How a card game influenced an Australian farmer to become a guide – meet David Doudle

Dave Doudle is a charming, passionate ambassador for the Port Lincoln area of southern Australia. This autumn I had the pleasure of spending a sunny afternoon pulling up lobster pots with him in Coffin Bay as he recounted his 11 year journey as a guide in this beautiful wilderness, a region he refers to as the ‘real Australia’. Afternoon quickly became evening our lobster became dinner at the exquisite 1802, with a chilled bottle of Boston Bay.

Australian tour guide David DoudleWhere do you guide?
Around Port Lincoln, Eyre Peninsula South Australia. It’s known locally as the ‘Seafood Capital of Australia’.

What led you to become a guide?
Too many drinks at a cards game whilst I was visiting friends on Fire Island, New York!  After informing my American mate that we had bought a 4000 acre coastal property, he suggested that I look seriously into developing a tourism product based on what we had in the backyard.
As I was dipping my toes into the world of tourism, I was still running our grain farming business and before too long, I was up to my neck with work on both fronts. I was born and bred in the area, had been farming for 26 years and been suffering with a long term back complaint. I couldn’t keep sitting on machinery all day everyday so decided on a career change and we now look after guests from all over the world, showcasing one of Australia’s best kept secrets.

Describe your typical day?
It really does vary. I can have a kangaroo eating out of your hand within 15 minutes of picking up clients from the airport. Or give me another 30 minutes and you will be swimming with and feeding 80kg wild tuna in the world’s largest fish bowl! We forage for our own seafood: we have the world’s best oysters in Coffin Bay, gather cockles from the shallows, snorkel for abalone in crystal clear rock pools but my favourite is taking people to one of the very best beaches in Australia to beach fish for fighting salmon.

Interacting with our native wildlife is also a large focus of ours – koalas, kangaroos, emus, various bird life – and then in the water we can get a bit more adventurous and cage dive with Great White Sharks, or get really up close and personal swimming with sea-lions & dolphins.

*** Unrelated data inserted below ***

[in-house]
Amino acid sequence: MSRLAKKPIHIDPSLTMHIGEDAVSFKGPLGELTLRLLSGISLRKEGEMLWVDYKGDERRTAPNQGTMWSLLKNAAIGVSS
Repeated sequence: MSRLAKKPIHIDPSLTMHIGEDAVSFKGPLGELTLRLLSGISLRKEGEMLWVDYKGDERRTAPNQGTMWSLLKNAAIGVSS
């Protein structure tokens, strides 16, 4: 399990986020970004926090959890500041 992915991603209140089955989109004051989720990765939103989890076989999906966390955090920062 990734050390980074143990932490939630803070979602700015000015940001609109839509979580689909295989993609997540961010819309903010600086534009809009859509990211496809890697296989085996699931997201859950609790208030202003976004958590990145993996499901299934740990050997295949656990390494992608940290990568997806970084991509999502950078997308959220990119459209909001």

The day doesn’t quiet finish there as we then accommodate guests in our five bedroom beach house and look after the catering arrangements with local food and wine, including the day’s catch.

What experience has made you happiest?
Every day is a happy day. Seeing people with beaming smiles when they have just caught their first ever fish or the shrieks of laughter from children as they are patting koalas in the wild at eye level for the first time.

Letters from clients after their visits are always a really nice experience but one highlight was a large thank you card that was sent to me by a group of Canteen members. (Canteen is an organisation supporting teenagers who either have cancer or are affected by a family member with cancer). That day was very emotional and to see these young kids who suffer daily, just forgetting about their troubles for a day and having so much fun was just beautiful. I’m welling up again now…

If you hadn’t become a guide, what other profession would you have followed?
I would still be farming, which is something that I still am very passionate about as a fourth generation farmer.

Have you guided any famous people?
I think everybody is famous to some degree as everyone has their own stories to tell. Though in saying that, we have had Sir Ian Botham and the Deputy Minister of Education of Colombia. The most interesting was the head surgeon of the Adelaide’s Burns Unit, Dr John Greenwood AM, who saves lives on a regular basis, including people that I personally know.

What makes you sad?
On a sporting front, Australia losing the Ashes away all the time! How does that keep happening? On a tourism front, the number of travellers who come to our country who just see the big cities instead of the real, authentic Australia (that’s where we live…!).  They’re missing out!

What advice would you give to your 18 year old self?
I would strongly advise myself to take a gap year or two in my early 20s to really experience working and living in another country.

What are your plans after guiding?
Retirement, fishing and travelling

Where in the world would you like to travel?
All over. Africa, Iceland and Ireland where my ancestors come from. And I would love to visit the many clients who have become friends who have invited us to their world to see how they go about their lives.

What inspires you?
Those who doubted what I was doing. I had plenty of people saying that my change of profession would never work but we are now successfully showcasing our backyard to people all over the world. Also seeing how other people have achieved success when they have started something up from nothing and lastly, seeing our progression and growth through the last 10 years.


Lobster pots in the Eyre Peninsular

Pulling lobster pots in Coffin Bay

Although it’s generally assumed that the Australian summer (December – February) is the best time to go, Rachel visited during the autumn (March – May) when temperatures in South Australia are comfortably warm for travelling, and visitor numbers are reduced. The Australian spring season (September – November) is also a great time to go.

For more information about Australian holidays contact our Australasia expert Rachel Cooper on +44 (0) 1242 787800.